As illustrated in FIG. 4A, light traveling along input waveguide 9 in the direction of arrows A is either output from the coupler 101 through input waveguide 9 or, if the light has the proper wavelength for coupling to the resonator 5, coupled and output through output waveguide 11 in the direction of arrow B.
The shapes and orientations of the input and output waveguides 9, 11 as shown in FIG. 4A are only exemplary; either or both of these waveguides 9, 11 can be straight or curved. Nor do those waveguides 9, 11 have to be parallel to each other.
Similarly, while FIGS. 4A and 4B depict a cylindrical and annular components, the present invention is not to be limited to such shapes. As described below and with reference to FIGS. 9A-F, different shaped resonators 5 could be employed. Correspondingly-shaped non-circular components also could be used.
With regard to coupling between the input and output waveguides 9, 11, the tunable resonator 5 used in coupler 101 operates in a manner comparable to known resonators. When the wavelength of the optical signal propagating though the input waveguide 9 is the same as the ring resonator's resonance wavelength, the signal couples from the input waveguide 9 to resonator 5 and from the resonator 5 into the output waveguide 11. Otherwise, the optical signal continues propagating through the input waveguide 9.
The amount of signal; coupled by the coupler 101 into and out of the resonator body 5 is controlled by three variables: coupling between the input waveguide 9 and the resonator 5, coupling between the resonator 5 and the output waveguide 11; and by the losses in the resonator.
With continued reference to FIGS. 4A and 4B, a diode junction heater 103 is provided to tune resonator 5. Diode junction heater 103 has a cylindrical disk 15 formed within resonator 5. The cylindrical disk 15 is separated from the resonator 5 by cylindrical trench 13. The cylindrical disk 15, cylindrical trench 13 and resonator 5 are all arranged concentrically about a common center point (not shown). A diode 103 may be formed as an integral part of the structure of the coupler 101.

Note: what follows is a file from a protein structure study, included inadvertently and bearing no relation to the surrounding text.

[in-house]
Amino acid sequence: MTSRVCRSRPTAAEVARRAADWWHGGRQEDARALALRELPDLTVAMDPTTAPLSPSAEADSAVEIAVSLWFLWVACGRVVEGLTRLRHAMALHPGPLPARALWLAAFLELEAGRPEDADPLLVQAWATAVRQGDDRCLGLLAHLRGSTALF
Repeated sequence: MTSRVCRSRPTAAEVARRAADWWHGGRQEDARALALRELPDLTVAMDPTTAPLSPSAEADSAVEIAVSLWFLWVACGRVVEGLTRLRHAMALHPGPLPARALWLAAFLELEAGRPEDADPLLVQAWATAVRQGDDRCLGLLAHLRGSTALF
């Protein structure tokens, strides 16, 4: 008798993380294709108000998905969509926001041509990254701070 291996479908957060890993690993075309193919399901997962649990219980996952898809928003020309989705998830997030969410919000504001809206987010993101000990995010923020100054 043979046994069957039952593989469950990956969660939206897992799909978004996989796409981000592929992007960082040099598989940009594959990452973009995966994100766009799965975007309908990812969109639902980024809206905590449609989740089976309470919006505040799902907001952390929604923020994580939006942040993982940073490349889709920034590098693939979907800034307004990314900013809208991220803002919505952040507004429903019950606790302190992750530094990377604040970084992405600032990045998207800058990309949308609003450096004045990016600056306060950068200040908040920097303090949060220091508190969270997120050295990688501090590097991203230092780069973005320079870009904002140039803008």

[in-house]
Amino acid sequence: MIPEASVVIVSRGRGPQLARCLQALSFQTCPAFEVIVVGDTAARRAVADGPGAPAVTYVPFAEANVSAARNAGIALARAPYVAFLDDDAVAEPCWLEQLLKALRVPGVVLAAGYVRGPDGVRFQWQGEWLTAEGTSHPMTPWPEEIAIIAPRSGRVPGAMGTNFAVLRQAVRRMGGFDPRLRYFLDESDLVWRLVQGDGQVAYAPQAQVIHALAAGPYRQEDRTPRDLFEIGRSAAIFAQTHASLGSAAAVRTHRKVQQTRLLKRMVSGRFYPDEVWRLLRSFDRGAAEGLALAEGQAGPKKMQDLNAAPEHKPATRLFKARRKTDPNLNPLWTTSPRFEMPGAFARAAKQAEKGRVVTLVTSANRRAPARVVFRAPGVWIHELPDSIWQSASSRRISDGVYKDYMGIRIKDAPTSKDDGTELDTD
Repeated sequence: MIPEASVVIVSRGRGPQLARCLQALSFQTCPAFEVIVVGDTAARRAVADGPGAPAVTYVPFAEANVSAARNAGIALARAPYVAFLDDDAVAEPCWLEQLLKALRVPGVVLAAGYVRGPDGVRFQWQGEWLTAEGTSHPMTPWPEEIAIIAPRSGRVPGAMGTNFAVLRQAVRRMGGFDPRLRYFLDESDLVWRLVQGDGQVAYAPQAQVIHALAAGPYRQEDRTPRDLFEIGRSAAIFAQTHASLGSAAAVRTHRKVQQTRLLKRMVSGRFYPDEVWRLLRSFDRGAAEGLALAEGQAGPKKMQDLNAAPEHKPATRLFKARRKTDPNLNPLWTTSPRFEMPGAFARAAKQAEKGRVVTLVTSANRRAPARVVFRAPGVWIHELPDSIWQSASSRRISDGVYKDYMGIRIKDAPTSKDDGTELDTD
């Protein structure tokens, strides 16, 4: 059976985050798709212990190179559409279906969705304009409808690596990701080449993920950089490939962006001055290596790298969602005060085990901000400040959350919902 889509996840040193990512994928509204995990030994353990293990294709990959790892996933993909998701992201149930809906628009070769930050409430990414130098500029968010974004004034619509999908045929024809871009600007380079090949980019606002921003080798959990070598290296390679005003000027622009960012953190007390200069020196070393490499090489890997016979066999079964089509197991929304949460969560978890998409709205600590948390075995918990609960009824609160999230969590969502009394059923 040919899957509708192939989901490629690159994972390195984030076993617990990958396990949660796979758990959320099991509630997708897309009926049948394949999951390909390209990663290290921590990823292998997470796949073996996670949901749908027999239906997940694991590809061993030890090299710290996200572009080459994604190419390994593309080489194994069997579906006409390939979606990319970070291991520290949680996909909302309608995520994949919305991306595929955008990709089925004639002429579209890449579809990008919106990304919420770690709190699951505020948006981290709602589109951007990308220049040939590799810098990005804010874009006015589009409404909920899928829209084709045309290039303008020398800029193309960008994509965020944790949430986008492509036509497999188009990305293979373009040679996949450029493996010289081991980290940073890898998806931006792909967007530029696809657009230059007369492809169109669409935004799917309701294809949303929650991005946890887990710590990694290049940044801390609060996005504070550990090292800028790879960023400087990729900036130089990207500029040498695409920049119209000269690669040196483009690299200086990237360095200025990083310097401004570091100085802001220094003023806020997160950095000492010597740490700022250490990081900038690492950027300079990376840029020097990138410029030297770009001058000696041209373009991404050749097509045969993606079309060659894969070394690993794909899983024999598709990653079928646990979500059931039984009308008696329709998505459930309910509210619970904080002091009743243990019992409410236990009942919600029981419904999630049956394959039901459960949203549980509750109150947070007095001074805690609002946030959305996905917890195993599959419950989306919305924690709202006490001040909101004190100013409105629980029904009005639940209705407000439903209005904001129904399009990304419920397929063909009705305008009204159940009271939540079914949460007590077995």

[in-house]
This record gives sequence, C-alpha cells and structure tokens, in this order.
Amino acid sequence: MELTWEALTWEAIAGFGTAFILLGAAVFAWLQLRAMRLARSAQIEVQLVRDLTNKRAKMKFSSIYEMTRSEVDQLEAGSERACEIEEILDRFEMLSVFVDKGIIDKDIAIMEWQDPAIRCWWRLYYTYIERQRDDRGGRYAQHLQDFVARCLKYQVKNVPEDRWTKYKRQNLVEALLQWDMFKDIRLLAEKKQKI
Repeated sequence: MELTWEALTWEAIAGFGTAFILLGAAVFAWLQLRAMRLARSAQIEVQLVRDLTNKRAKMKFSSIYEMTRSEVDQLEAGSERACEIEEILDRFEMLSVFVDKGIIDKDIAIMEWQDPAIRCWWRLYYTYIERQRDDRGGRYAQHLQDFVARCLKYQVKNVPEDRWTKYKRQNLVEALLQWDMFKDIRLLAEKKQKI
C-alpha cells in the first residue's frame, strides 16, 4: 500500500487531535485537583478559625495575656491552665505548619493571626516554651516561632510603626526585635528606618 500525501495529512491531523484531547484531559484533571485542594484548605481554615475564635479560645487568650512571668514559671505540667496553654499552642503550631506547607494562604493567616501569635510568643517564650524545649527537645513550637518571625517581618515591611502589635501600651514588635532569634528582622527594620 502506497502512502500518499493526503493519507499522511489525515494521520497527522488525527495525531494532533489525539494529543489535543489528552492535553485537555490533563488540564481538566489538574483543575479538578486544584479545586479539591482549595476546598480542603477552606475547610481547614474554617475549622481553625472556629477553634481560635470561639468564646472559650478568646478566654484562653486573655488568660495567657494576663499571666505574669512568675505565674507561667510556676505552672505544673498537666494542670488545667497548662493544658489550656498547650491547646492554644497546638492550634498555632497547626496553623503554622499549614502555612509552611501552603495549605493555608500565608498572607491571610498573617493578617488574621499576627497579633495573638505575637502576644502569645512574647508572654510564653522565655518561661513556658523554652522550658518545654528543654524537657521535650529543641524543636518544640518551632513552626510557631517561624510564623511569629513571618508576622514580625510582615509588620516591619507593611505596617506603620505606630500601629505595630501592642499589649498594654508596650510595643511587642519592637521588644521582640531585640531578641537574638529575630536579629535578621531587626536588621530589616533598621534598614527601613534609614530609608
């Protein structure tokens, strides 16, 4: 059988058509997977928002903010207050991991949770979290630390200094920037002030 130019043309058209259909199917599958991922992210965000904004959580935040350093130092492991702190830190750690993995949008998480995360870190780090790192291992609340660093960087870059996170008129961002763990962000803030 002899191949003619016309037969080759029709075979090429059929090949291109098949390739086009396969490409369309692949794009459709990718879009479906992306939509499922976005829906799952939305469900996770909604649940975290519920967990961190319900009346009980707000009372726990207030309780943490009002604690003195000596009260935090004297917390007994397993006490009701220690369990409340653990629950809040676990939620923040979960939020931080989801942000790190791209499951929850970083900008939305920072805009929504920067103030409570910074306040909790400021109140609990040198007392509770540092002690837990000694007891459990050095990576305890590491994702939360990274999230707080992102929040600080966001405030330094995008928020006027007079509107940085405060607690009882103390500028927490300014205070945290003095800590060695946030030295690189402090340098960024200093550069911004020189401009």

As previously pointed out, the present invention is not intended to be limited to circular and annular components—the terms “cylindrical disk”, “cylindrical trench” and “ring” are used by way of example only, and not limitation. These terms, and the terms “disk” and “ring” are to be construed broadly and are meant to cover any shapes which can serve in an optical resonator, which other shapes are equivalents thereto.
With particular reference to FIG. 4B, it will be seen that diode junction heater 103 is a layered structure arranged as follows. A core layer 29 is sandwiched between an upper cladding layer 25 and a lower cladding layer 27, which also serves as a substrate. The core layer 29 is formed of a material having a higher refractive index than the surrounding cladding layers 25, 27. Alternatively, a separate substrate could be provided, and such a substrate could be made, for example, from silicon or quartz.
The cylindrical trench 13 formed in the diode junction heater 103 is sufficiently deep to extend completely through the upper cladding layer 25 and the core layer 29, and part of the way through the lower cladding layer 27.
The cylindrical trench 13 can be formed using any suitable manufacturing technique, preferably by etching a ring-shaped trench into a disk-shaped resonator (not-shown). This results in formation of both the cylindrical disk 15 and the ring resonator 5.